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EQUAL isn't really correct, I agree
- To: RAM%C.CS.CMU.EDU@SCORE
- Subject: EQUAL isn't really correct, I agree
- From: Rem@IMSSS
- Date: Mon, 16 Sep 1985 16:51:00 -0000
- Cc: COMMON-LISP%SU-AI@SCORE
Several months ago I came to the same conclusion, that none of the equality
predicates are correct for many structure-comparing operations, and I roughly
sketched out what would be better: a flexible structure-comparing function.
Basically you tell the function what kinds of primitive cells should be
STOP points and what should be recurse-through cells (the union of the
two sets should be the universe of data types, or at least should include
every kind of cell encountered in the task at hand). At STOP points, some
more primitive function is needed to perform the actual comparison, so you
tell the general function what primitive comparison function is to be used
at each STOP point. Also, at each recurse-through some method of mapping
all the components is needed, which would be implicit in the function
definition for built-in datatypes but may need to be described explicitly
for user-defined datatypes or for deliberately not recursing down certain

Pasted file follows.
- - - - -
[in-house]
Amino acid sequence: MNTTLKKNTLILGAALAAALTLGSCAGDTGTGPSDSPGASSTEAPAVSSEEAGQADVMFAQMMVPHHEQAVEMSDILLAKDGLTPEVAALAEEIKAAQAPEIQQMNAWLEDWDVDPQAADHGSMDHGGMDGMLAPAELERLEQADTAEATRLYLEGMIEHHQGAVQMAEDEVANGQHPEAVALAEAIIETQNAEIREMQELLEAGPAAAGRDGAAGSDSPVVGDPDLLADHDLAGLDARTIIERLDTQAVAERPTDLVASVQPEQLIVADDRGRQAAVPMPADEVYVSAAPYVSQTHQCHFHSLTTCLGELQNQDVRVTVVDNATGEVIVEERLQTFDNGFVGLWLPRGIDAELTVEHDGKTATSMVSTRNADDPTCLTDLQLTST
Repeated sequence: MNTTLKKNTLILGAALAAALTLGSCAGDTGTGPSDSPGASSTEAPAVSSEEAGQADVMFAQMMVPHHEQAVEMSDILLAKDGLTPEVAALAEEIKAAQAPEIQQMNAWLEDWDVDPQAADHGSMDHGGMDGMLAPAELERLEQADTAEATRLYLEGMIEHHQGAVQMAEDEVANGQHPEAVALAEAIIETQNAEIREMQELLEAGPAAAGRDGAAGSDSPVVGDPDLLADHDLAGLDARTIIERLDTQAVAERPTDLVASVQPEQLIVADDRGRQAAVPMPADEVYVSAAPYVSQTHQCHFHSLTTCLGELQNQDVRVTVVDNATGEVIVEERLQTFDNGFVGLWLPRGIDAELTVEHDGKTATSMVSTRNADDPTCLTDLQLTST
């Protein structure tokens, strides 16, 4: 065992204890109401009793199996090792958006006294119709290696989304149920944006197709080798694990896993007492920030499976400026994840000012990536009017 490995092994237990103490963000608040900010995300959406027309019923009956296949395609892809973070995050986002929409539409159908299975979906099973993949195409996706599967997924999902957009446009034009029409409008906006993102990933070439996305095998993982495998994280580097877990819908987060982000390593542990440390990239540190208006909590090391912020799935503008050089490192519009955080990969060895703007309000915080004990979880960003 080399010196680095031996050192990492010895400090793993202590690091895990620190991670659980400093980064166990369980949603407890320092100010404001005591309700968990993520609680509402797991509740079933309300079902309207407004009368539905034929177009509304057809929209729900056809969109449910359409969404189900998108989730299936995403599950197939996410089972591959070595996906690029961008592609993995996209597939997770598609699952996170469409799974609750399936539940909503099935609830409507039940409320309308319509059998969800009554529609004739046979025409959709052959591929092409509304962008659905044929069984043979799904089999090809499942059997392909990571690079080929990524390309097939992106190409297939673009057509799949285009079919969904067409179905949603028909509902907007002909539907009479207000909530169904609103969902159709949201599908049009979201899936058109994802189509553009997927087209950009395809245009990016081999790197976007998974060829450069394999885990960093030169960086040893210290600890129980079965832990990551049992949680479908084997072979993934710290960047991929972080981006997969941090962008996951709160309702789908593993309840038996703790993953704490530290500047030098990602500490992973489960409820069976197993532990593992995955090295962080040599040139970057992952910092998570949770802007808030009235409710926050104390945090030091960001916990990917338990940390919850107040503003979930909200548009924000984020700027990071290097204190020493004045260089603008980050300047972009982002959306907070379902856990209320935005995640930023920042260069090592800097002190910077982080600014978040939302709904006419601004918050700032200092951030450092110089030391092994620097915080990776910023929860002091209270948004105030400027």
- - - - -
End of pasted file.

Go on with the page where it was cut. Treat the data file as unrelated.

Typical variations on the usual EQUAL that would be supported trivially
by this method: Identifiers get compared by PNAME rather than EQ, thus
matching non-interned identifiers correctly. Numbers get compared with
fudge factor that is magnitude-dependent in unusual way. Recursion occurs
through the VALUE and PROPERTY-LIST of each identifier that is in the
FOO package but stops on other identifiers (hint, make identifiers STOP
points but define the comparison function at that point to look at the
package cell and explicitly call the super-equal function recursively
in some cases). ...
Once this super-general function is properly defined and implemented,
special cases can be described in a uniform way as canned arguments to
this function, and then can be handcoded more efficiently if desired.
In many cases there are oodles of special-case functions and nothing
properly general in CL currently. Perhaps general functions should be
defined and some of the special cases flushed, as such cases are recognized?
Super-general-EQUAL could be the first such super-general function?